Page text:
Catechism of the Catholic Church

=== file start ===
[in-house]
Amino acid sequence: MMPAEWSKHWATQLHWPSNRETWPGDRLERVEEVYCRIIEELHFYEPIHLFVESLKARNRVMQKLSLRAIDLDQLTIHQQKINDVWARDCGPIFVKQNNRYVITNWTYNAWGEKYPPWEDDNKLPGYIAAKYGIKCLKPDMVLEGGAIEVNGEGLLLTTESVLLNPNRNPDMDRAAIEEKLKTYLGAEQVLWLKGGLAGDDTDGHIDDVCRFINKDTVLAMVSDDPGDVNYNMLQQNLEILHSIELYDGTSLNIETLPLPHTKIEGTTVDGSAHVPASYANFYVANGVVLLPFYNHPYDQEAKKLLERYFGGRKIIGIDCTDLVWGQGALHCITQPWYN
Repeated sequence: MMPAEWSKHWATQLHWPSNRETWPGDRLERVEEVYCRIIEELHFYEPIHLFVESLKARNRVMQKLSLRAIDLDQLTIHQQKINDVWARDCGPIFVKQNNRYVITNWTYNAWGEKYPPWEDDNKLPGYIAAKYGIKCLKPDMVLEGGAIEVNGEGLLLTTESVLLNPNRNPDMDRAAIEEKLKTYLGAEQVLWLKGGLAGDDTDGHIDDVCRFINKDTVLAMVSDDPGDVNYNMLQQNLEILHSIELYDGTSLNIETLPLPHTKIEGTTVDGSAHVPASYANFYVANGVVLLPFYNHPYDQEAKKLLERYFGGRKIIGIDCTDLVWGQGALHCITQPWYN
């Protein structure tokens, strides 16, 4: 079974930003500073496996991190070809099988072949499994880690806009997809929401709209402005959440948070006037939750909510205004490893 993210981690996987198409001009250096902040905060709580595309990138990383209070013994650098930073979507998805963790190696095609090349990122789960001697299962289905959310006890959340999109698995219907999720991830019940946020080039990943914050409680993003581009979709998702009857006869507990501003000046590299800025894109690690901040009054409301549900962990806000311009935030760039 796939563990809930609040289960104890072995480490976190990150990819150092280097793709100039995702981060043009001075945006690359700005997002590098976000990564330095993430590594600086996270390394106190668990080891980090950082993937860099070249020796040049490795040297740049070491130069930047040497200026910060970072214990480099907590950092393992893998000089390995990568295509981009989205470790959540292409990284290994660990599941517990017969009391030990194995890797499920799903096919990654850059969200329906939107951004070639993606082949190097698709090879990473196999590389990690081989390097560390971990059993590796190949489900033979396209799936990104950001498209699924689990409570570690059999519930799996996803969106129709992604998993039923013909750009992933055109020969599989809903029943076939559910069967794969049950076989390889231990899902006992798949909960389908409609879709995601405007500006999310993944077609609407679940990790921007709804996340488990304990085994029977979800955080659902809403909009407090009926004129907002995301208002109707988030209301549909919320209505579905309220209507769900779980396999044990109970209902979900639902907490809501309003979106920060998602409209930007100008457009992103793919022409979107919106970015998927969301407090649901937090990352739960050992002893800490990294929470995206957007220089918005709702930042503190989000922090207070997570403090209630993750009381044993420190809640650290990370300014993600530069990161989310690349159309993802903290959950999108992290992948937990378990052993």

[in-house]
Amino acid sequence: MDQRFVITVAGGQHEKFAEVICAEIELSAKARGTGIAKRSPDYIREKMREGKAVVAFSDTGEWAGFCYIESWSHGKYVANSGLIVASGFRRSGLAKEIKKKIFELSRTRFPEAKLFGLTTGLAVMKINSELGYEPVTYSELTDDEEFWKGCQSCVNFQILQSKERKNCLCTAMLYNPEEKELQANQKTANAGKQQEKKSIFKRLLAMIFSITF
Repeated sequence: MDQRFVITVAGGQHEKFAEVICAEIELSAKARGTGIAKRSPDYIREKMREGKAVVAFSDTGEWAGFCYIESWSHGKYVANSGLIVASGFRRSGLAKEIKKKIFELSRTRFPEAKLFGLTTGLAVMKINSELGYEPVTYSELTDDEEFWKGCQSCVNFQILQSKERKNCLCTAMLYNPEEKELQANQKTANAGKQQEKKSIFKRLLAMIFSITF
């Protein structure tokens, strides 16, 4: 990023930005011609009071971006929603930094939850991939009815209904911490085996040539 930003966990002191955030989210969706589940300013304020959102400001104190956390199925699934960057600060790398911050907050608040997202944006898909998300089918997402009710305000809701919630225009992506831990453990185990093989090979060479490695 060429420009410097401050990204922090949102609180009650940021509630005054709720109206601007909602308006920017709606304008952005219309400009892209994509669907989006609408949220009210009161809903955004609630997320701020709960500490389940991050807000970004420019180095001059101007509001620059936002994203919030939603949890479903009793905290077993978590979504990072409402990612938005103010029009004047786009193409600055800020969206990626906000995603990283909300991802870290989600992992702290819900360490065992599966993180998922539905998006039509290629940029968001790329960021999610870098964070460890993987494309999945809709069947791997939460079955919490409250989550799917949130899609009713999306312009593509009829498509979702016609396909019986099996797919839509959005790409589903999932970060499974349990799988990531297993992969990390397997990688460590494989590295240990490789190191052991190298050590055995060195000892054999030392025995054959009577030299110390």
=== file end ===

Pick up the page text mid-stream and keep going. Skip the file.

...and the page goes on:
The Profession of Faith 99 392 Scripture speaks of a sin of these angels. 269 This “fall” consists in the free choice of these created spirits, who radically and irrevocably rejected God and his reign. We find a reflection of that rebellion in the tempter’s words to our first parents: “You will be like God.” 270 The devil “has sinned from the beginning”; he is “a liar and the father of lies.” 271 393 It is the irrevocable character of their choice, and not a defect in the infinite divine mercy, that makes the angels’ sin unforgiv- able. “There is no repentance for the angels after their fall, just as there is no repentance for men after death.” 272 394 Scripture witnesses to the disastrous influence of the one Jesus calls “a murderer from the beginning,” who would even try to divert Jesus from the mission received from his Father. 273 “The reason the Son of God appeared was to destroy the works of the devil.” 274 In its consequences the gravest of these works was the mendacious seduction that led man to disobey God. 395 The power of Satan is, nonetheless, not infinite. He is only a creature, powerful from the fact that he is pure spirit, but still a creature. He cannot prevent the building up of God’s reign. Al- though Satan may act in the world out of hatred for God and his kingdom in Christ Jesus, and although his action may cause grave injuries—of a spiritual nature and, indirectly, even of a physical nature—to each man and to society, the action is permitted by divine providence which with strength and gentleness guides human and cosmic history. It is a great mystery that providence should permit diabolical activity, but “we know that in everything God works for good with those who love him.” 275 269 Cf. 2 Pet 2:4. 270 Gen 3:5. 271 1 Jn 3:8; Jn 8:44. 272 St. John Damascene, De Fide orth. 2, 4: PG 94, 877. 273 Jn 8:44; cf. Mt 4:1-11. 274 1 Jn 3:8. 275 Rom 8:28. 1850 2482 1033-1037 1022 538-540 550 2846-2849 309 1673 412 2850-2854